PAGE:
Matt – JAMAAL WILLIAMS (82.2 ADP, RB36). A great battle wages between two second year running backs for the top spot on the Green Bay Packers’ depth chart. One of the competitors will get a two-game head start on the other this season, was trusted with feature back workload for multiple games in 2017 and had a healthy training camp. The other had a high yards-per-carry. Aaron Jones is indeed an impressive specimen and his beefy 5.5 rookie year YPC average is an example of his dazzling running game. However, the seemingly “boring” Jamaal Williams comes into 2018 with every edge on him in the book to be the workhorse back in Aaron Rodgers’ offense.
Whether by necessity or by design, the Green Bay coaching staff displayed a willingness to trust Williams with feature back volume last year. The BYU product cleared 20 touches in six of the final eight games of 2017. While doubters will quickly point to his poor 3.6 yards per carry, they’ll ignore not just the context of operating in a Brett Hundley-led offense, but just how successful he was at keeping the offense moving. According to Sharp Football Stats, Williams’ 43 percent success rate on first and second down runs ranked 16th among backs with 100 carries in 2017.
That sort of reliability is like catnip to NFL coaches who desperately want to avoid mistakes. Unfortunately, the gifted Jones’ NFL run has been mired by injuries and he’ll enter 2018 coming off an offseason hamstring injury and will serve a two-game suspension to start the season. Quite the contrast.
We can scream into the void all we want about how talented Aaron Jones is and even if you’re right, it is irrelevant if volume doesn’t follow. Everything about their careers up to this point suggests Jamaal Williams is the better bet for volume this season. As a player going in the sixth to seventh-round of drafts with good odds to be the top back in an offense manned by an elite passer, he makes for as logical a pick as anyone.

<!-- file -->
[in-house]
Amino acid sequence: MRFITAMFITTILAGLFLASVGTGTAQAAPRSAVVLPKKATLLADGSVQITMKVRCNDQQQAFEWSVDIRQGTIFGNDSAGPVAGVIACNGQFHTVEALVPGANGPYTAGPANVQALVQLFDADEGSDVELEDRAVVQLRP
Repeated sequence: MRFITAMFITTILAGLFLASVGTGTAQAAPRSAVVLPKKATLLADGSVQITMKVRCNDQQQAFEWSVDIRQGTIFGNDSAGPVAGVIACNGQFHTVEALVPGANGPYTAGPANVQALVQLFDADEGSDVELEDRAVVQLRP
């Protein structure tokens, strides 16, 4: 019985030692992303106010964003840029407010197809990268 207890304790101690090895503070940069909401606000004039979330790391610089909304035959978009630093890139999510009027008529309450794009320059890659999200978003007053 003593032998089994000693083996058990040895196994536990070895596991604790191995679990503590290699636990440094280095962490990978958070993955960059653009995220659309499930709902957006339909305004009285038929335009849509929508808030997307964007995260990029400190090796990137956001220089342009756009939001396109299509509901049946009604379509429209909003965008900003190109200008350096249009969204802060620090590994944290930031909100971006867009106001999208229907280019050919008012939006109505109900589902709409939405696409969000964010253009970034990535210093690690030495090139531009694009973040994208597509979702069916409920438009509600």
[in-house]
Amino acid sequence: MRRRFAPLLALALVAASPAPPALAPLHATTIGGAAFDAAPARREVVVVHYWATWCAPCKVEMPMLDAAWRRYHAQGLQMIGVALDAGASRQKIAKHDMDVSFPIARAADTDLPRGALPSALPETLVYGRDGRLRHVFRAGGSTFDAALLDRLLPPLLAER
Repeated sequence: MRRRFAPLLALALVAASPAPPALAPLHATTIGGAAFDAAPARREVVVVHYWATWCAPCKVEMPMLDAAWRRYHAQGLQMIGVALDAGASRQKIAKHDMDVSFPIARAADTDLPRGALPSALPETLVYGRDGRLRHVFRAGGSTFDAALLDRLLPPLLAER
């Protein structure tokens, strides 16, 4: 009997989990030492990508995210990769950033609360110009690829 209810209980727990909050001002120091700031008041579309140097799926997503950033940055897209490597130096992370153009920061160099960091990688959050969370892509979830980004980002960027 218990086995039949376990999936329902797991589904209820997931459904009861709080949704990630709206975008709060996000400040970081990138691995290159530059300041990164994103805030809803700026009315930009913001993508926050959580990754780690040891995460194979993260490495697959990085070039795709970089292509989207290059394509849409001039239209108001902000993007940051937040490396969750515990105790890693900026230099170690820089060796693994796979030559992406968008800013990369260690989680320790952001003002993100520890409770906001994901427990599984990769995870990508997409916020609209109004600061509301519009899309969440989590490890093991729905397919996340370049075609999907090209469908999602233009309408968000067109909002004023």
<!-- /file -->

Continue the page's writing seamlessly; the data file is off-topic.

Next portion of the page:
Brad – ROYCE FREEMAN (61.1 ADP, RB26). Denver’s “Free Bird” is about to shred opposing defenses. Strum the strings, fellow Skynards. Different from the undersized scat-type RBs Oregon produced in recent years, he’s a bulky back (6-feet, 235 pounds), punishing between the tackles (3.39 YAC/att in ’17), shifty (No. 11 in elusive rating among all FBS RBs last year) and shockingly quick (4.54 40-yard). His vision, patience, footwork and hands are all pluses. Additionally, he’s displayed steady improvement in pass protection in Broncos training camp. In other words, he’s the complete package.
Over his decorated college career, Freeman routinely ripped through arm tackles and shook defenders in the open field. His odometer reading is already high (1,000-plus career touches in college), which limits his longevity, but he’s the clear-cut favorite to eclipse 250 touches in Year 1. Current depth-chart leader Devontae Booker is a fantasy fraud. He tallied a miserable 9.0 missed tackle percentage and bland 2.6 YAC per attempt last season, marks that suggest the rookie will dominate early down work. In terms of securing the lion’s share, it’s not a matter of if, but when. His eye-catching 23-yard TD gallop against Minnesota Preseason Week 1 offered a preview of his RB top-15 potential.
Suffice it to say, Freeman is the franchise’s new C.J. Anderson, a rusher capable of finishing inside the position’s top-15 Year 1. Keep in mind, Case Keenum is a massive upgrade at QB and the Broncos’ supposed rickety offensive line ranked No. 9 in run-blocking efficiency last year according to Football Outsiders. Not to be remiss, Demaryius Thomas, Emmanuel Sanders and upstart Courtland Sutton will greatly assist in lightening fronts. Don’t underestimate the potential. The greenhorn has strong odds of finishing north of 1,300 combined yards with 7-9 TDs. He’s my second favorite rookie RB outside of Saquon Barkley. At his Round 6 ADP in 12-team leagues, keep feasting on the meek.